‘The Real Homer Simpson’

Was an innocent man executed for a crime he did not commit?

By WILLIAM WRIGHT Staff Writer
Posted 9/13/17

Dennis C. Stewart, author of “The Real Homer Simpson,” said the tragic life of the disgraced former Cleveland police chief remains a stain on the way generations define justice.

Simpson …

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‘The Real Homer Simpson’

Was an innocent man executed for a crime he did not commit?

Posted

Dennis C. Stewart, author of “The Real Homer Simpson,” said the tragic life of the disgraced former Cleveland police chief remains a stain on the way generations define justice.

Simpson was convicted of murder, sentenced to death and executed in the electric chair 88 years ago on Sept. 11, 1929. Not only does Simpson “speak from the grave,” thanks to his own documented letters, but so do his family, friends, attorneys and even inmates who served time with the former World War I hero.

His story will be told by TV personality and WRCB-TV channel 3 anchor Greg Glover on Oct. 13, at 7 p.m., at the Buzz Oaks theater on the Lee University campus in the new communications building. It is part of the Spirits, Legends and Lore event. Stewart said he is honored and excited that others will get to hear the story about “The Real Homer Simpson,” as told by Glover.

Stewart’s fact-based book gives engrossing details and captures the atmosphere of the “Roaring ’20s,” when gangster Al Capone and others were getting rich off Prohibition and a new wave of liberalism challenged traditional values. Simpson’s shocking turn to a life of crime takes place five years before the emergence of Bonnie and Clyde or bank robber John Dillinger and his gang.

It was during these desperate times that Cleveland’s former police chief got involved with a scheme that ultimately cost an innocent man his life, and ended up also costing the former law officer his own.

Stewart said he became interested in Simpson’s story as a child when his grandfather, E.R. Simpson took him to the Fort Hill Cemetery in Cleveland and shared Homer’s story with Stewart.

“He was only 12 years of age when his cousin Homer committed the crime, but the story of Homer’s life and tribulations had been vividly imprinted into my mind,” Stewart wrote. Intrigued with the story of his uncle, Stewart said he started doing extensive research, questioning family members and even visiting the former Georgia State Prison Farm in Milledgeville, Ga., to collect vital records.

“With all of this information I had collected over the years, I felt compelled to write this book,” Stewart said. “I wrote this book because I want people to know that Homer Simpson was not a murderer. He admitted that he robbed the bank but he was adamant that he never hurt or killed anyone. In fact, he intervened to try to prevent the man from being shot. The focus of the book is that Homer was not a murderer and he wanted everyone to know that. His grief was not that he was going to the electric chair, but the shame and agony of what he put his family through.”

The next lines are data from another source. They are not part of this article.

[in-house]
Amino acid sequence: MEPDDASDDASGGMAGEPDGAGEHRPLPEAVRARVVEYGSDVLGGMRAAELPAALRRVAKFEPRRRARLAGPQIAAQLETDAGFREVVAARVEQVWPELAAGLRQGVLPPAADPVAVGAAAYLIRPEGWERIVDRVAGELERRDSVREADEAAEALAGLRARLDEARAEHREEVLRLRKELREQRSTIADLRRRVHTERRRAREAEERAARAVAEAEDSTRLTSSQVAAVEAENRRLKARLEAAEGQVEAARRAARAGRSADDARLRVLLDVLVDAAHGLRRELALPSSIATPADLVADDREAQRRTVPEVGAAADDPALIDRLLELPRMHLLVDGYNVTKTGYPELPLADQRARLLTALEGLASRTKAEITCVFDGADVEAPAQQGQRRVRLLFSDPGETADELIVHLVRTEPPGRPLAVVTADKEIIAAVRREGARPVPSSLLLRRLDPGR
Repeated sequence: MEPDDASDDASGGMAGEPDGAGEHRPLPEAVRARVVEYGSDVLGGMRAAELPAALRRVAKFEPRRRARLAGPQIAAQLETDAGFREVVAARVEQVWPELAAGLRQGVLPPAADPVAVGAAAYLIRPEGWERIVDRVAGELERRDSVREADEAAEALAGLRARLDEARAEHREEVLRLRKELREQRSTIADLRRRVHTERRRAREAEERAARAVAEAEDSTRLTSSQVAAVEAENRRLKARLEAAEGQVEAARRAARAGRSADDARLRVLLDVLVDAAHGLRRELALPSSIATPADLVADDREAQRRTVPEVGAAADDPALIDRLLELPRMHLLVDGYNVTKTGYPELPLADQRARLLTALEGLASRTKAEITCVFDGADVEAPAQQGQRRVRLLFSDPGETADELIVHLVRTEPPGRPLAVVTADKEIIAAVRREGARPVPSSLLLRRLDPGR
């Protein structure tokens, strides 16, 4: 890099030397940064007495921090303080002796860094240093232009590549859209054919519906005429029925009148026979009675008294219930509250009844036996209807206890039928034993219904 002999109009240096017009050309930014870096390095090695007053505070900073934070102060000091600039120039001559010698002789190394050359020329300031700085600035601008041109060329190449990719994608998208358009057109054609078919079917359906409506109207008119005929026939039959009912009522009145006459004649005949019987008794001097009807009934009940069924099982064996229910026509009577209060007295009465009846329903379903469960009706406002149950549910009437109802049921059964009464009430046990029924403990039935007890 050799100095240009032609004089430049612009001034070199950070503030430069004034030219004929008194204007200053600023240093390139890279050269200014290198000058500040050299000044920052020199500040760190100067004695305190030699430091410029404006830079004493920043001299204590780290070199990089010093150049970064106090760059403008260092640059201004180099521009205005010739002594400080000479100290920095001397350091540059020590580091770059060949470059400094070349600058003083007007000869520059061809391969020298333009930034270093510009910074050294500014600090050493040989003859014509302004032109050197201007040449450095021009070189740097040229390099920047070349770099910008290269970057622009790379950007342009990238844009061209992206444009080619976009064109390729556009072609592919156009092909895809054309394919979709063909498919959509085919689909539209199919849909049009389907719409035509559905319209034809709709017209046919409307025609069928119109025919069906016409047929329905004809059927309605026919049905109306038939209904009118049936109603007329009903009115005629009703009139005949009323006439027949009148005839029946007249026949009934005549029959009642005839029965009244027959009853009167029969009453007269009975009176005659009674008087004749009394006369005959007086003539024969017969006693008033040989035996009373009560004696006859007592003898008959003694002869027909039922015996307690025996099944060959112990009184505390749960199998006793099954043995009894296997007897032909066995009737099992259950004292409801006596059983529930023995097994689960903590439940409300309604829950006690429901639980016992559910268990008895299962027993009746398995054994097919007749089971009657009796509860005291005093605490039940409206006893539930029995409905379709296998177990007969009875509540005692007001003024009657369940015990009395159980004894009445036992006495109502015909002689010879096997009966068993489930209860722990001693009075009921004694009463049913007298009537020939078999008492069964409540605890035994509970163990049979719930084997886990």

Stewart, who served in the U.S. Air Force, added, “We all make mistakes. His mistake was associating with the wrong people. There were three men involved in the robbery. The man who actually pulled the trigger, Malcolm Morrow, was sentenced to death in the electric chair. His accomplice, Ernest Lawler, was sentenced to life in prison, but not Homer Simpson. He too was sentenced to death. I think they held him to some higher standard because he was a lawman.”

The book includes a chronological timeline, rare photos, never-before-seen letters written by Simpson, many of his poems written while in prison and reactions by the community during the time of his trial and execution. Chapter 13 contains select letters from Simpson’s relatives, including one from his mother and one from his father.

There is also a letter from Simpson’s attorney, Henry O. Farr, who revealed, “The foreman of the jury who convicted Homer, stated in the most positive language both to the prison commission as well as the governor, that had he together with other members of the jury known the facts to be as they afterwards developed in the trial of Morrow; that in no event would they have agreed to the infliction of a death sentence, but would have cheerfully recommended Homer to life imprisonment.”

The fact this did not happen, and that the evidence could not save Simpson from execution, makes Stewart’s book all the more compelling. By introducing the case of Homer Simpson to a new generation of civic-minded adults, Stewart, who’s received several awards for his research in genealogy, has performed a public service in putting all the pieces in place. He does so by letting documents and handwritten letters speak for themselves, so readers can make their own decision about the fate of the former police chief.

In “The Real Homer Simpson,” Stewart has crafted an historical account of a man who served his country, became police chief, turned bank robber, embraced his faith and was executed for a murder he did not actually commit. By presenting the evidence and retelling Simpson’s account of a murdered cashier, readers are again faced with the question of exactly how justified criminal conspiracy laws are when one person commits a murder and two or more people must suffer the death penalty.

For a copy of “The Real Homer Simpson,” call Dennis Stewart at 423-999-3979. For further information on Greg Glover and other storytellers performing live at the Buzz Oaks theater on the campus of Lee University on Oct. 13, visit: https://www.facebook.com/Spirits-Legends-and-Lore-1683782561883548/ or call 423-715-0030.

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email: william.wright@clevelandbanner.com

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